It is strange how Britain has two similar nationalist governments.
Not so long ago, most Brits would have told you they didn’t do nationalism.
All that vulgar stuff about flags in the front lawn and pride – frightfully poor taste.
Now you cant move for saltires, union jacks or EU star circles.
In London a nationalist government is pursuing a parochial agenda about bringing powers back home and talking up the benefits on offer.
And in Edinburgh, it’s much the same but without the referendum victory.
Neither government has set out an actual plan for the new nations they promise. Both work on a need-to-know policy that could be the envy of the CIA.
And they fight like two rats in a bag, insulting each other for their long tails and sharp teeth.
At a conference in Edinburgh last week the Scottish Government’s Brexit minister Mike Russell accused Downing Street of “talking up a pot of gold at the end of Brexit, but there is no pot of gold”.
Fair enough, but that pretty much sums up what unionists said of Russell’s argument for independence.
Theresa May gave a British nationalist speech to the Scottish Tory conference in Glasgow, accusing the Edinburgh government of being obsessed with nationalism.
Eh? The Tory party has been obsessed with Europe since Margaret Thatcher signed the Single European Act in the late 1980’s.
May said Nicola Sturgeon was sacrificing the health and education system for the dream of Scottish Independence.
That may be true – the SNP domestic record is poor, and few other governments would get away with perpetual ‘crisis’.
That few however, includes May’s government, which has troubles mounting up on the home front.
Yet, what is going on is a straight fight – May wants to beat Sturgeon in a clear victory of one nationalism over the other.
Compromise between London and Edinburgh on Scottish access to the EU seems quite sensible, when looked at from a UK point of view.
May has ruled it out.
This seems like cutting off her nose to spite her face because the machine that drives the UK economy is the City of London. The money men in the square mile would very much like to keep membership of the EU.
Without it they talk of moving HQ operations to the continent or Ireland, so that they still have the advantages of the single market.
This would be a substantial blow to the UK economy.
If Scotland still had access to the single market, then these vital wealth-makers could stay within the UK tax jurisdiction.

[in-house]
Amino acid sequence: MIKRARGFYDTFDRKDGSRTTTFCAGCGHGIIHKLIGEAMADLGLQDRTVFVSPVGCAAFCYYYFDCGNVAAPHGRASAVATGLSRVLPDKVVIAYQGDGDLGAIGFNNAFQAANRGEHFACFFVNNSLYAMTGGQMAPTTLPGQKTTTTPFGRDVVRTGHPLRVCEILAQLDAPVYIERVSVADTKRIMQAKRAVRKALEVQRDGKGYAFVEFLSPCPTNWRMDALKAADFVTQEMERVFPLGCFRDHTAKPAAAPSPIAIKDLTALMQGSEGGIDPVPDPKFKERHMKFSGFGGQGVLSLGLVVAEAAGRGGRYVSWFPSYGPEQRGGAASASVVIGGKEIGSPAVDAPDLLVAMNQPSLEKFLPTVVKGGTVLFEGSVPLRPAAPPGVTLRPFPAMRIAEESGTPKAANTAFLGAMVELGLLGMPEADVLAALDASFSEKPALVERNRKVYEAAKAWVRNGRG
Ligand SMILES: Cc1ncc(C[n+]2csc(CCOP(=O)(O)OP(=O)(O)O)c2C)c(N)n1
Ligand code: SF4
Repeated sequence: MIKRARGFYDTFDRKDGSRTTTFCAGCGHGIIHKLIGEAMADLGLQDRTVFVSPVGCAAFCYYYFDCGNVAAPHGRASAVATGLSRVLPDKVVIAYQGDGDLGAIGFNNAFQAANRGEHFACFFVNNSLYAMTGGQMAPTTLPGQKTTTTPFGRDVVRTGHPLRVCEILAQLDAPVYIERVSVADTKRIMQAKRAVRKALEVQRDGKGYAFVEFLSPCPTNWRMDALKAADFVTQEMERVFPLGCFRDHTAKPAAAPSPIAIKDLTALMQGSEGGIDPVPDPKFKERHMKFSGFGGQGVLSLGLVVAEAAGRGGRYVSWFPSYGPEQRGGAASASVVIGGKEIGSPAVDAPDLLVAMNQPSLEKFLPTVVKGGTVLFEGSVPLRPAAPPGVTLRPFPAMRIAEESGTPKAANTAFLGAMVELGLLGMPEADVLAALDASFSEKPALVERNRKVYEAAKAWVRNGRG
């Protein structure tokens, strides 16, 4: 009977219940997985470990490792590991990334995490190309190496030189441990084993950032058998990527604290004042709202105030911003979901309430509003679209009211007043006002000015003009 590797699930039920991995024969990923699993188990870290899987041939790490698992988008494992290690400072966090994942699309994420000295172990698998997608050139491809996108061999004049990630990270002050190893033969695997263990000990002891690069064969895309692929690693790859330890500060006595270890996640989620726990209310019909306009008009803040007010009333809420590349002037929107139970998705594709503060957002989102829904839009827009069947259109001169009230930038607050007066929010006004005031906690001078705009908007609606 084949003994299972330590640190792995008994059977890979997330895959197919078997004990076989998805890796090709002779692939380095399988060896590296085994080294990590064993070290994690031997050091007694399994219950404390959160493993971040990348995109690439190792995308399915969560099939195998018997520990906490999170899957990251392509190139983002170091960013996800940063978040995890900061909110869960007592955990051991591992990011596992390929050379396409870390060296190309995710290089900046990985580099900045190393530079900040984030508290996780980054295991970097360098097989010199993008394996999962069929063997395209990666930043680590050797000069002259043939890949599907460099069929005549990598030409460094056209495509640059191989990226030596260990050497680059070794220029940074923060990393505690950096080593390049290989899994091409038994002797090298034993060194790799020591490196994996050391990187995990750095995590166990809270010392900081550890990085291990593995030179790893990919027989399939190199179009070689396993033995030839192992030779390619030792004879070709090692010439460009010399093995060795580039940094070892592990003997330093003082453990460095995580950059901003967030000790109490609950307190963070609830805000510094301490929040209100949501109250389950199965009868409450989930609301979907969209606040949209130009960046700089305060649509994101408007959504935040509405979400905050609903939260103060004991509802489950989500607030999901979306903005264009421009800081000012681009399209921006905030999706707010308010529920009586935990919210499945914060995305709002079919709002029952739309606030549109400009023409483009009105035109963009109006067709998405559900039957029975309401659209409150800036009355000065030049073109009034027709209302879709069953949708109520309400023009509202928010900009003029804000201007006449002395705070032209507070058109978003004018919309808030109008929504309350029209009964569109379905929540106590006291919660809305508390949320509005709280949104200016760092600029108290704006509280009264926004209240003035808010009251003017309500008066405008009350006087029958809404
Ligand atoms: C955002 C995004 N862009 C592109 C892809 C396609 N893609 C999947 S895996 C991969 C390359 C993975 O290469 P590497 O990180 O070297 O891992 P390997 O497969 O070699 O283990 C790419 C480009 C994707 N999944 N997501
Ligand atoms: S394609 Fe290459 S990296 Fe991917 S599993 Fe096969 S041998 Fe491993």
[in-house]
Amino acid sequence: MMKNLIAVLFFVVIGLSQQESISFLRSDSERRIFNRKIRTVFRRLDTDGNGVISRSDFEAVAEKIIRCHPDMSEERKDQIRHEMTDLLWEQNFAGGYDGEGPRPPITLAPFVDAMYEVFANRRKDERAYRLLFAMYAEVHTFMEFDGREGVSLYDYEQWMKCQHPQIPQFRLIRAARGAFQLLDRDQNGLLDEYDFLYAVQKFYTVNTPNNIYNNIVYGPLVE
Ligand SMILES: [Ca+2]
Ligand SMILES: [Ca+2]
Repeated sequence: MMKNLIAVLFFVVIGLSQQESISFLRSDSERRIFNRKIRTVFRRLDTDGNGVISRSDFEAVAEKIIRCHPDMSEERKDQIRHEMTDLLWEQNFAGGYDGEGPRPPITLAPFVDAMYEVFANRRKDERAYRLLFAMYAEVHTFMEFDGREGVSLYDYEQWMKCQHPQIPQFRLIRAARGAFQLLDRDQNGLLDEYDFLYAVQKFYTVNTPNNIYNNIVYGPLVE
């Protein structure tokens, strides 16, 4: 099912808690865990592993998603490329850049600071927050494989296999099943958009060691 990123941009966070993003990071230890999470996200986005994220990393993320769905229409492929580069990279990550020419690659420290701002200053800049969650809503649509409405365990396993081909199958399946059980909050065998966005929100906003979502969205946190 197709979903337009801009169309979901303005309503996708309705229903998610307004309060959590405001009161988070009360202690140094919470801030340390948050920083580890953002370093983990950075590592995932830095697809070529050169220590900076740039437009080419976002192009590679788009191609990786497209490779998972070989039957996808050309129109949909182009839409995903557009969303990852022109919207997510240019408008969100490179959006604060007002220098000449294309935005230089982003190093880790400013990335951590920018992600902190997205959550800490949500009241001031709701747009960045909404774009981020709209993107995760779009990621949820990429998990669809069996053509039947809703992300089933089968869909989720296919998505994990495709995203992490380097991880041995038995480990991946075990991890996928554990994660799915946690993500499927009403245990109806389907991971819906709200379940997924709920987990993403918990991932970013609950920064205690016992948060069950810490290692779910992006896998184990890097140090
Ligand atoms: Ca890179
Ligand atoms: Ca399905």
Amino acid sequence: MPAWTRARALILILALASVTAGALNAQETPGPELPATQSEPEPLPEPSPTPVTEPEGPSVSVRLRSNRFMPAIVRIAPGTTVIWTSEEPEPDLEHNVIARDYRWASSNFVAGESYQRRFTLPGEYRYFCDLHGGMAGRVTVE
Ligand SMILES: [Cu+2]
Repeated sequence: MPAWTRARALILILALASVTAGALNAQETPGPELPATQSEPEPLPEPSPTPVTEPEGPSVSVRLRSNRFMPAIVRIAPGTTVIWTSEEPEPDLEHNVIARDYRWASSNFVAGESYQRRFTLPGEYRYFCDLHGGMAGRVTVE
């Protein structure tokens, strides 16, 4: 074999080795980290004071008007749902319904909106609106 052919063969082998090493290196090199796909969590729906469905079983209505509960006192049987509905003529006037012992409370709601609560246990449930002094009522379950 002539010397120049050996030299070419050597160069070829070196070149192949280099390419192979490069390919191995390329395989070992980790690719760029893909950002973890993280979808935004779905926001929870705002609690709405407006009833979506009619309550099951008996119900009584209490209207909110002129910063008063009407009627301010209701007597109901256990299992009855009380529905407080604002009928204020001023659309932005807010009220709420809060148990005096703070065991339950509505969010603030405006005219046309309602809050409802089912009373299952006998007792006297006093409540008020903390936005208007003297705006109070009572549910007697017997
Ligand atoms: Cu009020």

A compromise over this matter would also stop another disruptive Indy referendum.
It would seem like a win-win.
But May wants none of it. She wants to defeat the Indy threat for a generation.
The only way she can do that is by either forcing the SNP into a referendum that they lose, or by calling the Nat bluff and so making Sturgeon look weak.
To do that, Theresa May must close down Sturgeon’s options – so no leeway even if concessions would be of benefit to everyone in the UK.
The result of keeping Scotland in the single market while the UK exits is not even pursued – not because we are, in May’s words, “one people” but because she wants to kill off the SNP threat.
That is also why she urged voters to support the Tories at the up-coming local elections – she wants Scottish politics to become a straight fight between Indy SNP and Unionist Tory.
Sturgeon now finds herself in tricky situation – having built up expectation of another vote, she has readied the nation for a significant announcement at or around her party conference.
However, for Nicola to call Indyref2 when Brexit is on-going and popular support is not firmly for her, is risky.
If she ducks Indyref2 in the near future, perhaps by saying she’ll wait to see how Brexit looks, she will lose the appearance of firm leadership
If she goes gung-ho to the ballot box, she might kill off her own political goal.
The irony of this is that May’s strategy rates the concerns of Scottish unionists above the long term economic stability of the UK – which could have profited from a best of both worlds compromise over the single market.
This battle between nationalists may also be demonstrating how limited sovereignty is as a tool for securing western democracies.
Both Edinburgh and London suffer from poor domestic performance not because they aren’t sovereign, but because the modern state is more expensive than the electorate in Scotland or England are prepared to admit.
Social Care and the NHS just need lots more money, and that argument has no space to breathe in a political debate which is all about who has what powers.
Neither Scottish or British nationalism has a pot of gold at the end of the identity rainbow and both are distracting from the desperate need for Britons to pay more to keep the fabric of society together.
Its a grand spectacle, this fight, but with no clear prize.